“Pagan Spirituality: When the Voice of the Divine is Female”
by Dr. Lo Sprague
Given the divisive times we live in and the fact that most of what we know about Paganism comes from the movies and literature and is the accumulation of centuries of pagans being on the losing side of religious struggles, Rev. Dr. Guibord decided to provide a platform for this community to have a voice. She sought out Rev. Angie Buchanan, an expert in this subject whom she had met through The Parliament of the World’s Religions, to give this presentation.
Rev. Buchanan began effectively, without a word, simply by having gathered the images sacred to Paganism and placing them on a table by the podium: figures of women, carved in the colors of the earth, breasts heavy with milk and wombs bulging with life. These were not the highly sexualized, svelte, seductive bodies of women that most people think of today. They spoke of something else, something else entirely, the most powerful truth there is: women are the bearers of Life. Every human ever born came through a womb,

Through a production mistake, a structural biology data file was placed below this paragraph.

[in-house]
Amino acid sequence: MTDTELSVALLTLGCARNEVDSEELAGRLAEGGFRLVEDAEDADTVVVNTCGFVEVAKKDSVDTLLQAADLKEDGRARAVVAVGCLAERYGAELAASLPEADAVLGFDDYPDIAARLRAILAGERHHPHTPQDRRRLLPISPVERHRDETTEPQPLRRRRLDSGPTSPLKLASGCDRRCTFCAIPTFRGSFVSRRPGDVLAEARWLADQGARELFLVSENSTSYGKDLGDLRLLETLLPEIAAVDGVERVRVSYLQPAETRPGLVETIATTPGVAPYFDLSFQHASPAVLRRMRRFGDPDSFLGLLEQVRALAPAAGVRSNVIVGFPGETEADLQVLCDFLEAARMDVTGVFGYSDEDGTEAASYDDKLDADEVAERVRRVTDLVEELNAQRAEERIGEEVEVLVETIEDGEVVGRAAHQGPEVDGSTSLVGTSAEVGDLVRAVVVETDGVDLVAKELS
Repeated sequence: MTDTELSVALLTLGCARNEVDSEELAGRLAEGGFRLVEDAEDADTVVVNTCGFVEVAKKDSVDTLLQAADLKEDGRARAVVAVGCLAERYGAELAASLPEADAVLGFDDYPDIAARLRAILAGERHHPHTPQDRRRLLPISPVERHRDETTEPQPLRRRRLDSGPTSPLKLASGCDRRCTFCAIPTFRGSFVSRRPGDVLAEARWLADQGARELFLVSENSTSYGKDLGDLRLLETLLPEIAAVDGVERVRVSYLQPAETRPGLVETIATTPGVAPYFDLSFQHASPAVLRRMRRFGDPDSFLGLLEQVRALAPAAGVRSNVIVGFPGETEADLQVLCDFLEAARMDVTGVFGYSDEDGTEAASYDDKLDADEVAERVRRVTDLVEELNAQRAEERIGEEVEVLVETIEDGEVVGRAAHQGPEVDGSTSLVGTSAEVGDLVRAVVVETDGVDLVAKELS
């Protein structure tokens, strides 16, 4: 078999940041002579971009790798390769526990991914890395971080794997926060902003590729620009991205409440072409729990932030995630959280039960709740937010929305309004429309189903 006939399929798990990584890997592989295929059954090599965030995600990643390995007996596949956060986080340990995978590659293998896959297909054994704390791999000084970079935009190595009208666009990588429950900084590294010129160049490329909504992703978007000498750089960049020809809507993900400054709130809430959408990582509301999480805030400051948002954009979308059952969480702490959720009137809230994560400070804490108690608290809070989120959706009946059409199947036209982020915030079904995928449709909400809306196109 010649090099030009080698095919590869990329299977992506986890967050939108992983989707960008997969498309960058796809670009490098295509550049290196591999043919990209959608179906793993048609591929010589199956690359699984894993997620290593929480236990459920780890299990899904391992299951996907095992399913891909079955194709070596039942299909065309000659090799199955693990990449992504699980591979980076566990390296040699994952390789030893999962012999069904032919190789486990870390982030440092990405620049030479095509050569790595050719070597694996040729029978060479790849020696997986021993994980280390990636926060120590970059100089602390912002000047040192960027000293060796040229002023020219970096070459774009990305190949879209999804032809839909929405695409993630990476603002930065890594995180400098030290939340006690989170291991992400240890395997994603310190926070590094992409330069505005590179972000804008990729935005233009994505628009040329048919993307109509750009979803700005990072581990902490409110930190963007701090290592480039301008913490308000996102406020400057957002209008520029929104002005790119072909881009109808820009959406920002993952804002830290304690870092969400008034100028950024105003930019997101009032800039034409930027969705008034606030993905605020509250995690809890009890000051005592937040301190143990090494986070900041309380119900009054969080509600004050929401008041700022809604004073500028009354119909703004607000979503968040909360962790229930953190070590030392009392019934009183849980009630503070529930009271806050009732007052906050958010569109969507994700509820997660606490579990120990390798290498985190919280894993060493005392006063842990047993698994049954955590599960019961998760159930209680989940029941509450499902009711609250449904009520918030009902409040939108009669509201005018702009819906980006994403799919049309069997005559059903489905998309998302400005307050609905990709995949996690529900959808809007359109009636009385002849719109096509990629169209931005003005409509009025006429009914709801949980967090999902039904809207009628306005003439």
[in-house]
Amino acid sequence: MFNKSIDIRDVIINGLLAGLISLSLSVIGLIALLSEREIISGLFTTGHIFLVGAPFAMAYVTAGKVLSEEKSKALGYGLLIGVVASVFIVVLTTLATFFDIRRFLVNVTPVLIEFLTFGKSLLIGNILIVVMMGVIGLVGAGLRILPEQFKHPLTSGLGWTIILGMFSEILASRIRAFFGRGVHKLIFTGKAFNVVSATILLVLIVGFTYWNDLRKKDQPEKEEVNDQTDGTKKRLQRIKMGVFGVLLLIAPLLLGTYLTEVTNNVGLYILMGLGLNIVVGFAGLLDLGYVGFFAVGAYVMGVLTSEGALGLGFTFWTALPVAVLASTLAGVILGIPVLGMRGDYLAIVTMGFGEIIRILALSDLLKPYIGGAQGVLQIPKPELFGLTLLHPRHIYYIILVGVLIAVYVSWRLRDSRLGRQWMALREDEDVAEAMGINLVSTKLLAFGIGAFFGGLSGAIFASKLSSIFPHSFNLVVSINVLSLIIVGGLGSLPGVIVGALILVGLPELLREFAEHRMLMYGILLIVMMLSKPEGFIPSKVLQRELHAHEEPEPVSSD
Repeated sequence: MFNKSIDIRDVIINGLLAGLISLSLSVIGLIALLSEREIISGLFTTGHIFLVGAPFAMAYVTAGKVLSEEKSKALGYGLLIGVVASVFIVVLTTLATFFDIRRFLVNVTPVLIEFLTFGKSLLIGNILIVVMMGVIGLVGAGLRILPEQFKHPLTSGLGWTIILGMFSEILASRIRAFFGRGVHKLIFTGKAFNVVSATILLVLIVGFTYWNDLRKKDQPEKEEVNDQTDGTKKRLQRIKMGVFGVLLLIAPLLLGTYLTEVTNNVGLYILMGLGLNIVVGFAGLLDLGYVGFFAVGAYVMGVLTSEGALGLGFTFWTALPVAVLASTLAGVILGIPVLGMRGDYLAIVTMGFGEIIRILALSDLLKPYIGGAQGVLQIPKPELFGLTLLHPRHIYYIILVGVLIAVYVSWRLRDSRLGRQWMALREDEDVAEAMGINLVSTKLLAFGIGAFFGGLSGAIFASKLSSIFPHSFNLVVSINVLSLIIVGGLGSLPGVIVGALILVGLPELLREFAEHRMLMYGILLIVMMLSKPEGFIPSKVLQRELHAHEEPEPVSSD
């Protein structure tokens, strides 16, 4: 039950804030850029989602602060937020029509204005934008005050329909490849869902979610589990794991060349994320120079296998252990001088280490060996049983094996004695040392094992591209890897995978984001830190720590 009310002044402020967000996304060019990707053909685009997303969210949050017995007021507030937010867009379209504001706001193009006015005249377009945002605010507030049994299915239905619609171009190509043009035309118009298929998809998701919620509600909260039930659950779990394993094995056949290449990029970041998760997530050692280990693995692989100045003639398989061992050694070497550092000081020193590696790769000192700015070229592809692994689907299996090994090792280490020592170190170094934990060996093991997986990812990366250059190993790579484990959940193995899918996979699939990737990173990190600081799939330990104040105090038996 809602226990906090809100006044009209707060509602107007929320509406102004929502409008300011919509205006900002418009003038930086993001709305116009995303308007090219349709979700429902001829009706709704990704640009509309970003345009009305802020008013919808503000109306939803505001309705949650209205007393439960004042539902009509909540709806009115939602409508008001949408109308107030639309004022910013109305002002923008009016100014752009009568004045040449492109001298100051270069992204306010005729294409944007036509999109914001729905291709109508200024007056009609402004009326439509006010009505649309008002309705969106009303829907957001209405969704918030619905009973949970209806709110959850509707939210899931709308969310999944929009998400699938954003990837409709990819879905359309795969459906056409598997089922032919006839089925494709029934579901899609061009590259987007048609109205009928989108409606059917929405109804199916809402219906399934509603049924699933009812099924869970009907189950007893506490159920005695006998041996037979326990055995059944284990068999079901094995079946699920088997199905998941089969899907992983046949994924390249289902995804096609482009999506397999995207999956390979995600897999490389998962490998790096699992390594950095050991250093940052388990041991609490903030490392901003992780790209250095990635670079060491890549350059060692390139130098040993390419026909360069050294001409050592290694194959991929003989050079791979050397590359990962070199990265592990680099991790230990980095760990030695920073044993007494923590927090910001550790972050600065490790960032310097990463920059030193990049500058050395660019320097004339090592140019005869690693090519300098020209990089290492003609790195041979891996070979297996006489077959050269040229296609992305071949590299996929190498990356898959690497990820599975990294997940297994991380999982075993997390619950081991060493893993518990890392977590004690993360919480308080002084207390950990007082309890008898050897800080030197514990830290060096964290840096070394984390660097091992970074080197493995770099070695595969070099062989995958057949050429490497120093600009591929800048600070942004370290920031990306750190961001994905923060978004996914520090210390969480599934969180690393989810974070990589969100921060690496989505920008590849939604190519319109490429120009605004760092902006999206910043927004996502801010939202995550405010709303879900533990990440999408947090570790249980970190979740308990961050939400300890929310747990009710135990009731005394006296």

Paganism is rooted in the female body, particularly in the womb. It honors Life and the Creation of Life in a way that has been lost to those who are removed from the messiness and miraculousness of birth and the cycles of bleeding that signal the capacity to bring forth life. It taps into the untamed spirit of Nature in a way that feels frightening to those who want to be the master of Nature instead of its servant and partner.
Rev. Buchanan helped us to understand that power and as well that paganism is not satanism. Satan is not a pagan concept. She shared stories and imagery that guided us into the realm of an intimacy with Nature that is at once both foreign and familiar. She pointed out that we do many of the same things that pagans do but we perceive our behavior as wholesome and pagan’s as suspect. The prayer before the high school game that our team will prevail is also a prayer that the other team will not play as well as our own.
Her talk brought integrity to a conversation that needs greater exploration as we grow to know and appreciate one another.
One of the major roles of The Guibord Center is to help us learn about those who are different than ourselves, coming perhaps from a different faith or culture or tradition. We offer the opportunity to meet with leaders who are not only knowledgeable but also devoted to their traditions so we can get past our own prejudices and assumptions to build relationships based on integrity and knowledge.